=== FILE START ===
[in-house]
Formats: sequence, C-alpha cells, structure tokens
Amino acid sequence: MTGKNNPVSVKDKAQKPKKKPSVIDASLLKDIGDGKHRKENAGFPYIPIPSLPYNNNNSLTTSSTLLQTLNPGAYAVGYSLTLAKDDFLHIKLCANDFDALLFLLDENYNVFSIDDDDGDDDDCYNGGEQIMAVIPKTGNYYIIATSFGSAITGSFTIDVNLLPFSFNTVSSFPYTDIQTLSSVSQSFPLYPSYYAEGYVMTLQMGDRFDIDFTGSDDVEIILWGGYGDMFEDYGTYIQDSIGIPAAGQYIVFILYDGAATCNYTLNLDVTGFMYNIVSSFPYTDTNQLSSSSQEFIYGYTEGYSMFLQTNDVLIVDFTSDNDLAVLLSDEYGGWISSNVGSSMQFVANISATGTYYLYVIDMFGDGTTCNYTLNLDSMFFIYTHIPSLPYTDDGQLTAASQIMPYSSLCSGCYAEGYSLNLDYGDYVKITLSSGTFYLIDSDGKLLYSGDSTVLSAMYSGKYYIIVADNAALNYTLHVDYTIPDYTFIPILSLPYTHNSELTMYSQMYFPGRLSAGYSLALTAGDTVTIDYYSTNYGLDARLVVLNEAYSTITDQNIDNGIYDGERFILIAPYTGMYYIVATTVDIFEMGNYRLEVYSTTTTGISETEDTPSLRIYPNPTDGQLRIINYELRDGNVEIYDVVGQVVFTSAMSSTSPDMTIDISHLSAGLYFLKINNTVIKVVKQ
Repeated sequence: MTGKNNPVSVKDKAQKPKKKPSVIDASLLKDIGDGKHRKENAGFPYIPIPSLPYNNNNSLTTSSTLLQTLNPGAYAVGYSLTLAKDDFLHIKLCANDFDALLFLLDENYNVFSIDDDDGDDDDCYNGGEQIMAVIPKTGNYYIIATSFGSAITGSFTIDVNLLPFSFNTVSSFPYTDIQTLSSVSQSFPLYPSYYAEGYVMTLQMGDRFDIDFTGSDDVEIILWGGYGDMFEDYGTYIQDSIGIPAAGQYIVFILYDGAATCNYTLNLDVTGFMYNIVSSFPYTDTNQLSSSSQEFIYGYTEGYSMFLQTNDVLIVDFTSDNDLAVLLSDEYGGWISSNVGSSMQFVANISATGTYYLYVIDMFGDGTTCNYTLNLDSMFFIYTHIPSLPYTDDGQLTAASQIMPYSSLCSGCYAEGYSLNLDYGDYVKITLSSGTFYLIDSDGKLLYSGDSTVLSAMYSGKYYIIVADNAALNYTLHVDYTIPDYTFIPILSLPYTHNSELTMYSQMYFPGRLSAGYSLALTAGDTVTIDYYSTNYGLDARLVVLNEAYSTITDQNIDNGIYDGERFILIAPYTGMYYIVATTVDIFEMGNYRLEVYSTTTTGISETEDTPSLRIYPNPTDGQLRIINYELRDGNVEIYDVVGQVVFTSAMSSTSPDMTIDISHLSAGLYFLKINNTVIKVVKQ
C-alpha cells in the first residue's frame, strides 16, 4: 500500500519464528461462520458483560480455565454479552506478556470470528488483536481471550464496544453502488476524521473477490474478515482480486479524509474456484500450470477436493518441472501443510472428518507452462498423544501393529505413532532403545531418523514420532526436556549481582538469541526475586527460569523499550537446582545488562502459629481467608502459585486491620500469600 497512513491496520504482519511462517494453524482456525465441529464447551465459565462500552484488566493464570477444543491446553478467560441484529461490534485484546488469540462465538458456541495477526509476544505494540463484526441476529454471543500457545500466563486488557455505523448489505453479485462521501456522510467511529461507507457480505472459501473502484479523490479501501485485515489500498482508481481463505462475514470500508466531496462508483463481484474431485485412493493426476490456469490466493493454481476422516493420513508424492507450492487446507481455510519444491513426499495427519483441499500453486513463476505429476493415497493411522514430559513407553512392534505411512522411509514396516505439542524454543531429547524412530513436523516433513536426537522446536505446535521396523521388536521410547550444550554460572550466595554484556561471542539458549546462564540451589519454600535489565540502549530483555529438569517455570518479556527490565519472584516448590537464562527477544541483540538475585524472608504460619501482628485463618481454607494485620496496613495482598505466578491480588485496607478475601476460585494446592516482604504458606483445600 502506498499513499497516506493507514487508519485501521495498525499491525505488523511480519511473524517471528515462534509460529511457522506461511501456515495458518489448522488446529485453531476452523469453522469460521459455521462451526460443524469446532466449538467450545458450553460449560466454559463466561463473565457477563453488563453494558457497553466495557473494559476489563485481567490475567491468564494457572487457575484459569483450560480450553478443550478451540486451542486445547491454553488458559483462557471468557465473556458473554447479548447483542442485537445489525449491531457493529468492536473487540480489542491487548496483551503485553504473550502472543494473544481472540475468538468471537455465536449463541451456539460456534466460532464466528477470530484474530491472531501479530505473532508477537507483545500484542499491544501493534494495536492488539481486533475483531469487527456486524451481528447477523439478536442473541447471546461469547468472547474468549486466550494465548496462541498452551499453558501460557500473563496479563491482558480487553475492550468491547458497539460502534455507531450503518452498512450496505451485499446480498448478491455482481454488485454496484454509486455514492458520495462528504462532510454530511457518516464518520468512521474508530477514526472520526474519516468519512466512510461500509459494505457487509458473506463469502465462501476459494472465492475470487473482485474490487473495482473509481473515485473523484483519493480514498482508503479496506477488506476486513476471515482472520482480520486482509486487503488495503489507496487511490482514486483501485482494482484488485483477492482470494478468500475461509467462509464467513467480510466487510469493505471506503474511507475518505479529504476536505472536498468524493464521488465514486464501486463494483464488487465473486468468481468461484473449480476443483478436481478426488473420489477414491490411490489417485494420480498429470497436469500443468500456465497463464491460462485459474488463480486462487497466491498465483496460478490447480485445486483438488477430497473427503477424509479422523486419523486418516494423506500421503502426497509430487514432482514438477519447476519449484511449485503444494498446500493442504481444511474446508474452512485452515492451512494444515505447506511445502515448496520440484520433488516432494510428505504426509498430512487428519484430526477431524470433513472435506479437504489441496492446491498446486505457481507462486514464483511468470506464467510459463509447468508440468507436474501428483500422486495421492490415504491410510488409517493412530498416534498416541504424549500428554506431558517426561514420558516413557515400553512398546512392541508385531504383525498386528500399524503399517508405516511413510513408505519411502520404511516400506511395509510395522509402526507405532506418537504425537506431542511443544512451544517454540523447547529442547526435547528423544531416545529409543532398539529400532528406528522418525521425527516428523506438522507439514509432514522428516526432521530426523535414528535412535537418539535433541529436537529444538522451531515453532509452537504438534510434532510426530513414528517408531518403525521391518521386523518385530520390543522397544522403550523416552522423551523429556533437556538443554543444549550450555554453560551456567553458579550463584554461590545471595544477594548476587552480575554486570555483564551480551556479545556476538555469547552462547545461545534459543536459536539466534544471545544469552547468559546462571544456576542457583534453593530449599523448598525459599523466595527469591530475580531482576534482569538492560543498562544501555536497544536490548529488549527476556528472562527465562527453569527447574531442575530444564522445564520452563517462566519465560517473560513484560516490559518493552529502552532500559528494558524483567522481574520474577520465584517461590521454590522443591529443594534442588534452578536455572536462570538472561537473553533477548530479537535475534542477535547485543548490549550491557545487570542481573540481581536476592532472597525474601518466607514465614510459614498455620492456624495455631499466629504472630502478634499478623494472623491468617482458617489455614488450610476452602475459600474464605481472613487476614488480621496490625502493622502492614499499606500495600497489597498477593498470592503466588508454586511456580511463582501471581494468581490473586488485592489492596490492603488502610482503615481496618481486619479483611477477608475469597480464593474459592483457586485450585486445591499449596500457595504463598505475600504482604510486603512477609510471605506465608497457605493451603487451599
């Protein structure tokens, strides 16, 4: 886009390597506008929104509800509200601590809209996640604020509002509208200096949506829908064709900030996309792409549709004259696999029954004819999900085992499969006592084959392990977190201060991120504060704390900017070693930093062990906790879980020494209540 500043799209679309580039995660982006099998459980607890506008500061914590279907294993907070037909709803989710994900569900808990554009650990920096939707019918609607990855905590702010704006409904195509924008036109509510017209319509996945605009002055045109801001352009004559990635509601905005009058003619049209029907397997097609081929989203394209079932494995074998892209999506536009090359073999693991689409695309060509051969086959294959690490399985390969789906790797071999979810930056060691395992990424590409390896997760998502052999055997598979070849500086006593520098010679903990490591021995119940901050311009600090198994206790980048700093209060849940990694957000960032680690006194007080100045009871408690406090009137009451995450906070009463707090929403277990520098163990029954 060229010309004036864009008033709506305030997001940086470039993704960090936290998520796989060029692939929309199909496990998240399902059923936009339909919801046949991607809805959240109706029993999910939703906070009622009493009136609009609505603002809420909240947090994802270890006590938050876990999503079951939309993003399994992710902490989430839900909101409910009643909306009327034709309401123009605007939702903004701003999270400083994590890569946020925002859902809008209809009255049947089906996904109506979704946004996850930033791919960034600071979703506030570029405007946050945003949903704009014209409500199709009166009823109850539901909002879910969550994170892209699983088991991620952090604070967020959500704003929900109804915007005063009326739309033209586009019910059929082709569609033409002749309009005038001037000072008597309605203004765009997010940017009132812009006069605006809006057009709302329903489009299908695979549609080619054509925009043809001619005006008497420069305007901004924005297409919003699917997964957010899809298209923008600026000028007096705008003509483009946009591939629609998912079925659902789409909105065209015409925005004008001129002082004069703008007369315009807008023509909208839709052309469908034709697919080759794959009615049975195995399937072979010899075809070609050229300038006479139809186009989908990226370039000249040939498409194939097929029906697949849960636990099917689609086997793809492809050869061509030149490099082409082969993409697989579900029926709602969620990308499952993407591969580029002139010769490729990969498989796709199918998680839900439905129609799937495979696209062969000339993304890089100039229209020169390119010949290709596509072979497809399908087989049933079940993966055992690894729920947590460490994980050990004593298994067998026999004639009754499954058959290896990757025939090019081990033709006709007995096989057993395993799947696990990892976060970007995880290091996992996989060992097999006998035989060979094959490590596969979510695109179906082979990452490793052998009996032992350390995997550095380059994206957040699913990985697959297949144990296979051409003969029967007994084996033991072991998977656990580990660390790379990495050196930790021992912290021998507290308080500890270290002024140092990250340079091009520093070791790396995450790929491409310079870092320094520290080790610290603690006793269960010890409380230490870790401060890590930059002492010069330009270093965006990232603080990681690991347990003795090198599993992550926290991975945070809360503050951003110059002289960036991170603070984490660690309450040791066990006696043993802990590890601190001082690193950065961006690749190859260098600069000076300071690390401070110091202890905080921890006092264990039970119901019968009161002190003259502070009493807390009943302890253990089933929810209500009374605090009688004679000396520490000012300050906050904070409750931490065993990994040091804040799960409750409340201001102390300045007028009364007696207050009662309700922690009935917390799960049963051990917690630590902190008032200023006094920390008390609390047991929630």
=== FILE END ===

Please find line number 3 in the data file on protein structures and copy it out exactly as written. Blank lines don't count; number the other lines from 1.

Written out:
Amino acid sequence: MTGKNNPVSVKDKAQKPKKKPSVIDASLLKDIGDGKHRKENAGFPYIPIPSLPYNNNNSLTTSSTLLQTLNPGAYAVGYSLTLAKDDFLHIKLCANDFDALLFLLDENYNVFSIDDDDGDDDDCYNGGEQIMAVIPKTGNYYIIATSFGSAITGSFTIDVNLLPFSFNTVSSFPYTDIQTLSSVSQSFPLYPSYYAEGYVMTLQMGDRFDIDFTGSDDVEIILWGGYGDMFEDYGTYIQDSIGIPAAGQYIVFILYDGAATCNYTLNLDVTGFMYNIVSSFPYTDTNQLSSSSQEFIYGYTEGYSMFLQTNDVLIVDFTSDNDLAVLLSDEYGGWISSNVGSSMQFVANISATGTYYLYVIDMFGDGTTCNYTLNLDSMFFIYTHIPSLPYTDDGQLTAASQIMPYSSLCSGCYAEGYSLNLDYGDYVKITLSSGTFYLIDSDGKLLYSGDSTVLSAMYSGKYYIIVADNAALNYTLHVDYTIPDYTFIPILSLPYTHNSELTMYSQMYFPGRLSAGYSLALTAGDTVTIDYYSTNYGLDARLVVLNEAYSTITDQNIDNGIYDGERFILIAPYTGMYYIVATTVDIFEMGNYRLEVYSTTTTGISETEDTPSLRIYPNPTDGQLRIINYELRDGNVEIYDVVGQVVFTSAMSSTSPDMTIDISHLSAGLYFLKINNTVIKVVKQ